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Thread: My thoughts on the idea that "Mobile is the future of gaming"

  1. #76
    Chakat sex pillow
    Registered: Sep 2006
    Location: not here
    Quote Originally Posted by Thirith View Post
    If that's what you think, then you're welcome to that. Myself, I think that you read that entirely into what I wrote, and I can't even see how you'd arrive at it.
    I'm just echoing Malf here, but: don't worry about it. My reading of the kneejerk you're encountering is that, like a primitively written Eliza algorithm, the key trigger is the word 'entitlement'.

    Quote Originally Posted by Judith View Post
    And on the language level, while fans are rabid and agressive, corporations have this culture of "tyranny of being nice". We can exploit you in every way possible, but no, you can't protest or display any stronger emotions about it, let's talk about it in our polite, sugar-coated corpo-speak. At this point I'm not sure if that's something that was derived from English culture itself, this superfluous tone of politeness and interest on the outside with no true intentions inside, or from something else. Still, it can and is used as a weapon, mostly to disarm and discourage any criticism, especially any more harsh forms.
    While I don't have anything in particular to say about everything else in your post, this bit made me curious. Corporations don't control how you voice yourself on a neutral platform - the tried and trusted corporate method is to manage perceptions by taking control of their own language in a heated situation, and diffusing resentment by a) deflecting it onto another, more positive topic, b) issuing vacillating non-answers, c) outright ignoring hot-button issues, and so on. They can try to make you respond in a 'nice' fashion, but the thing about vocal mobs in today's internet age is that they're rabid and angry and have free access to vent, which neatly slots them into a certain PR firefighting bracket where asking them to 'be nice' just stokes the flames again.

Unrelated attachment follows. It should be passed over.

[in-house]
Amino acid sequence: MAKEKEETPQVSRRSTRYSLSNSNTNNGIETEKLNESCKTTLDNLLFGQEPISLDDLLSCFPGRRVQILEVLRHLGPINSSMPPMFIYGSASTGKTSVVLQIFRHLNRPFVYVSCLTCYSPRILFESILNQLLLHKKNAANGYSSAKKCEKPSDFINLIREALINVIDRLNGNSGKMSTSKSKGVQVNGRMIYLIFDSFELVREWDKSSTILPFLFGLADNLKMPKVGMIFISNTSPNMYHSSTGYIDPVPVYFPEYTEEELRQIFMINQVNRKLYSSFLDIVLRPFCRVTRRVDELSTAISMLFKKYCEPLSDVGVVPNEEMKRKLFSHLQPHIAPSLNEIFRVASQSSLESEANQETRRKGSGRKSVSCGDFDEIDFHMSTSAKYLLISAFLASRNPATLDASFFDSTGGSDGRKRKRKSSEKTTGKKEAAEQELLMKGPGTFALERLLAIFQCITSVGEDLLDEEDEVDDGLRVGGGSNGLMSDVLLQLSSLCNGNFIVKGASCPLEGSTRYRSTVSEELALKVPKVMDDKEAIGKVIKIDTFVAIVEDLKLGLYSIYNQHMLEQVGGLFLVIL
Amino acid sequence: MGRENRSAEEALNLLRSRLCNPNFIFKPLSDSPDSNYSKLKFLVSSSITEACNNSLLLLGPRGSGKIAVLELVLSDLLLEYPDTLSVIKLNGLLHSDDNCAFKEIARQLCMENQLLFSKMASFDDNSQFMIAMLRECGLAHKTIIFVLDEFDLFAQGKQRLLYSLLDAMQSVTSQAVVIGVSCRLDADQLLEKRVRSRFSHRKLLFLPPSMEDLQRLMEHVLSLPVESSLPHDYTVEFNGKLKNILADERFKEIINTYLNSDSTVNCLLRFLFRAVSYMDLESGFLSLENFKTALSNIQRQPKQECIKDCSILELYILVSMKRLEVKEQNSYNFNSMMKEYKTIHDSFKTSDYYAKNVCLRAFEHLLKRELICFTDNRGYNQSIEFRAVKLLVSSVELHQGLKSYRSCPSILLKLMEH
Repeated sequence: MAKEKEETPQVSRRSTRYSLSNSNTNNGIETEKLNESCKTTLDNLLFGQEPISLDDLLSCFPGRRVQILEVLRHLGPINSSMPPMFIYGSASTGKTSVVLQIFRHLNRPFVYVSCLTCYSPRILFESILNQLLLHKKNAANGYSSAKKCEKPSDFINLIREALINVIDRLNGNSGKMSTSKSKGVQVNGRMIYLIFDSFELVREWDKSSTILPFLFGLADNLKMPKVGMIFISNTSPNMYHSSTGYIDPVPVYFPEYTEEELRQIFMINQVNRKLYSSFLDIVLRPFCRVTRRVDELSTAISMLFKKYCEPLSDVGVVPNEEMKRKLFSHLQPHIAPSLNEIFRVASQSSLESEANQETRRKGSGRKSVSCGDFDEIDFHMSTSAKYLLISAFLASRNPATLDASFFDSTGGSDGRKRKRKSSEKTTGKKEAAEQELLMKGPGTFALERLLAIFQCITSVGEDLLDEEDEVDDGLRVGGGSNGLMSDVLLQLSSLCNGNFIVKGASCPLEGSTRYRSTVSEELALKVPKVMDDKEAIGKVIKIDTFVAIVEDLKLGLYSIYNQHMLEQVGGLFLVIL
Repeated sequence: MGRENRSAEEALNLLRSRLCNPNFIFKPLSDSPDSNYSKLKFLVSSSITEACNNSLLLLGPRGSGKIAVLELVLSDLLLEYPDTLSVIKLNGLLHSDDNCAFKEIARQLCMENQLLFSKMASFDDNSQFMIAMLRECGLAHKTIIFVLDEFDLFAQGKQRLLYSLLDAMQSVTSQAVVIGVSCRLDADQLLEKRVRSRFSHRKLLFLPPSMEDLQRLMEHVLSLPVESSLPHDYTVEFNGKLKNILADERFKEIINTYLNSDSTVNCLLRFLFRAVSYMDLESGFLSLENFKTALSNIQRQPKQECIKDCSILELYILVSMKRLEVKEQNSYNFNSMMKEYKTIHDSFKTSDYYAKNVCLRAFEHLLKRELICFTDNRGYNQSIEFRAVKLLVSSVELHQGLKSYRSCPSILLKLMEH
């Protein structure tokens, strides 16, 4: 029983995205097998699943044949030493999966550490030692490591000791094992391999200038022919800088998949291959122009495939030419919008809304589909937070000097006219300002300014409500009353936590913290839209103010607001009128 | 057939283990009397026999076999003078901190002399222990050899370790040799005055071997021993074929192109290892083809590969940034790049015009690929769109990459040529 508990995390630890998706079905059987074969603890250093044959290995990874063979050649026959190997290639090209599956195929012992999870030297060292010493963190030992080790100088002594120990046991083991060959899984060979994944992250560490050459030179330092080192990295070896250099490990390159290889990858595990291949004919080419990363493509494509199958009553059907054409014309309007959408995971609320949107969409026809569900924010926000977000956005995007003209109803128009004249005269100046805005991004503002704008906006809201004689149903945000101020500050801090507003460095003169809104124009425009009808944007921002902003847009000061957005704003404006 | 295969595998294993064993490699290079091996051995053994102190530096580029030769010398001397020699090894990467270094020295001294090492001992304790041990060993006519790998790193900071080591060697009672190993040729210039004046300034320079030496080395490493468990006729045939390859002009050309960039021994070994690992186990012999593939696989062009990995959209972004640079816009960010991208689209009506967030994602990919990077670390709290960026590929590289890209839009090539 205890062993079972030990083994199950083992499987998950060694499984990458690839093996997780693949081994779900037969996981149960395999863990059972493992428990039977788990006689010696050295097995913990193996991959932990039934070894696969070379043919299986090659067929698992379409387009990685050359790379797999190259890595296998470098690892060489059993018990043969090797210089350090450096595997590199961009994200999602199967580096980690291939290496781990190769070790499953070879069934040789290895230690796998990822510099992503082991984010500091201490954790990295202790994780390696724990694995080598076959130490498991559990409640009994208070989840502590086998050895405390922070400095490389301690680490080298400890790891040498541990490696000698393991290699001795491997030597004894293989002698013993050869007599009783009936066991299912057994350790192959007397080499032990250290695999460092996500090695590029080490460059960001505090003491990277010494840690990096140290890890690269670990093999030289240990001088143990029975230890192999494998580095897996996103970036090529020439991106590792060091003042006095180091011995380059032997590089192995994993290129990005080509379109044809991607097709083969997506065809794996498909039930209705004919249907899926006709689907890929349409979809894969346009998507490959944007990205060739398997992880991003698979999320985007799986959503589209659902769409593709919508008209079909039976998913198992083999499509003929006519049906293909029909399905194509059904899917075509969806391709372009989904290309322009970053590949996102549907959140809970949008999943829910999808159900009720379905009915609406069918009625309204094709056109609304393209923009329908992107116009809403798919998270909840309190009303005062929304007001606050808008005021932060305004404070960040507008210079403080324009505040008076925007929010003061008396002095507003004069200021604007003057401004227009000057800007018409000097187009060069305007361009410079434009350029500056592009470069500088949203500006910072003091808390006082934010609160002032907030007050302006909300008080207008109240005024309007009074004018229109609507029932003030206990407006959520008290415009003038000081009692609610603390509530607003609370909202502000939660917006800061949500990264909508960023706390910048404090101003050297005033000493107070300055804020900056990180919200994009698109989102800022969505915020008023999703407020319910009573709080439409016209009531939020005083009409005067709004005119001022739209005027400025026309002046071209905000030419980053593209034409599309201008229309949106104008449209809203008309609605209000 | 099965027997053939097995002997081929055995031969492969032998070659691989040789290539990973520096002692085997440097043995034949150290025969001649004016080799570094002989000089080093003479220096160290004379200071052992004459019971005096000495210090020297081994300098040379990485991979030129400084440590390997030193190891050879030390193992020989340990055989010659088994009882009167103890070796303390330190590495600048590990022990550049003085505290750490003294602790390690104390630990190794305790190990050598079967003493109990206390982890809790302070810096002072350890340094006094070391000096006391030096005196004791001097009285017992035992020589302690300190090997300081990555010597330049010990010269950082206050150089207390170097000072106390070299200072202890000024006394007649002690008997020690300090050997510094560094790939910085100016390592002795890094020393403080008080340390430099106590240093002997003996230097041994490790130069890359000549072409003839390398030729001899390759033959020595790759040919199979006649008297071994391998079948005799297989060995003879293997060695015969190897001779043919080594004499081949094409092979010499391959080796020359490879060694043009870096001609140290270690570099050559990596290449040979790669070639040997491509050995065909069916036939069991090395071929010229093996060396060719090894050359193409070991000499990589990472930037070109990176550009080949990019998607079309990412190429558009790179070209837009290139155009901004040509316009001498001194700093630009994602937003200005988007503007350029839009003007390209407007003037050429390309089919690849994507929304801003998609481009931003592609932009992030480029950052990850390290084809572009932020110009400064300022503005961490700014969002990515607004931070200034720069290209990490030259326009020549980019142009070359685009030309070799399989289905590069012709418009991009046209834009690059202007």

While the 'be nice' approach works in theory, it only does so at an individual level and to a limited extent in practice, or if you control the medium of communication, both of which are not tenable for public groups moderated by a neutral platform unless you're a very charismatic speaker. And you don't really come across those too often, nor are they immune to being skewered - see Shu Yoshida for example.
    Last edited by Sulphur; 19th Nov 2018 at 11:27.

  2. #77
    Judith
    Guest
    I wonder what do you mean by "neutral platform", because AFAIK, there is no such thing. Eurogamer comment section is heavily moderated corporate space. Not only because of trolls and entitled true gamers, but also to stay in line with whatever corporate media policy the Gamer Network has. At the same time, GN has no problem with e.g. Eurogamer video team rising donations on Youtube streams, as if they were amateur streamers (they're awful amateurs in most everything else, but that's a phenomenon for another topic).